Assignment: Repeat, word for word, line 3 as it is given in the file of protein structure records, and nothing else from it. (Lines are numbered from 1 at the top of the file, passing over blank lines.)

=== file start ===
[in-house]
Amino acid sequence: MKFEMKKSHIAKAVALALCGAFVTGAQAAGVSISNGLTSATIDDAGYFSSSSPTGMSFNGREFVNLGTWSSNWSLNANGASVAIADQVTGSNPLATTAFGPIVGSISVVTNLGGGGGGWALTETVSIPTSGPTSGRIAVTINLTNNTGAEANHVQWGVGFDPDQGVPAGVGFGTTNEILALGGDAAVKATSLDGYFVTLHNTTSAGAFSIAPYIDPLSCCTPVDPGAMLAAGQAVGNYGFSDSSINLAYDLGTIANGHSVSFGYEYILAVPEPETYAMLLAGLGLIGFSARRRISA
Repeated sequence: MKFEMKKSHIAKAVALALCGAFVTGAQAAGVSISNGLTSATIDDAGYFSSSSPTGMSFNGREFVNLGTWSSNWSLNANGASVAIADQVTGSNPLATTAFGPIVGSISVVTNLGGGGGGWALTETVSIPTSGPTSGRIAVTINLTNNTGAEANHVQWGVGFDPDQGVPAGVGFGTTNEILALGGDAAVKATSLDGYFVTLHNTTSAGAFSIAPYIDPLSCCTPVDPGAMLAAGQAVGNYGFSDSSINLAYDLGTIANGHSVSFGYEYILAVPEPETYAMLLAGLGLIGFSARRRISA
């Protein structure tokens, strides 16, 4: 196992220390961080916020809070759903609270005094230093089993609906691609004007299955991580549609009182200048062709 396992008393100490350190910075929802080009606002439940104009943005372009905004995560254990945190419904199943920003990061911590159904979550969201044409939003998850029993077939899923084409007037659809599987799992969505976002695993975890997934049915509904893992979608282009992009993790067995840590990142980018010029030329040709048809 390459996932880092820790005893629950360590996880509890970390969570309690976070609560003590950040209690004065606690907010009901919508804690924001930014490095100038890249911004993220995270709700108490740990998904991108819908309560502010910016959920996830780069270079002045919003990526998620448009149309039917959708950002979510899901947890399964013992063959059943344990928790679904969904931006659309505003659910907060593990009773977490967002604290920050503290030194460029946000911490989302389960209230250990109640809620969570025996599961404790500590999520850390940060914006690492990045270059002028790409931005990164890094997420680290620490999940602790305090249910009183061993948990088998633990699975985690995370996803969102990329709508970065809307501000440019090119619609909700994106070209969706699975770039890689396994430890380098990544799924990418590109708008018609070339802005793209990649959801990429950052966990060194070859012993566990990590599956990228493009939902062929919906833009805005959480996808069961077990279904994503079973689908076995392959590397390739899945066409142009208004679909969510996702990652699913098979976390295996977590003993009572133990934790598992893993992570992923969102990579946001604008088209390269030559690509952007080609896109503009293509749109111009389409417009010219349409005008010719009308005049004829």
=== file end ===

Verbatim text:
Repeated sequence: MKFEMKKSHIAKAVALALCGAFVTGAQAAGVSISNGLTSATIDDAGYFSSSSPTGMSFNGREFVNLGTWSSNWSLNANGASVAIADQVTGSNPLATTAFGPIVGSISVVTNLGGGGGGWALTETVSIPTSGPTSGRIAVTINLTNNTGAEANHVQWGVGFDPDQGVPAGVGFGTTNEILALGGDAAVKATSLDGYFVTLHNTTSAGAFSIAPYIDPLSCCTPVDPGAMLAAGQAVGNYGFSDSSINLAYDLGTIANGHSVSFGYEYILAVPEPETYAMLLAGLGLIGFSARRRISA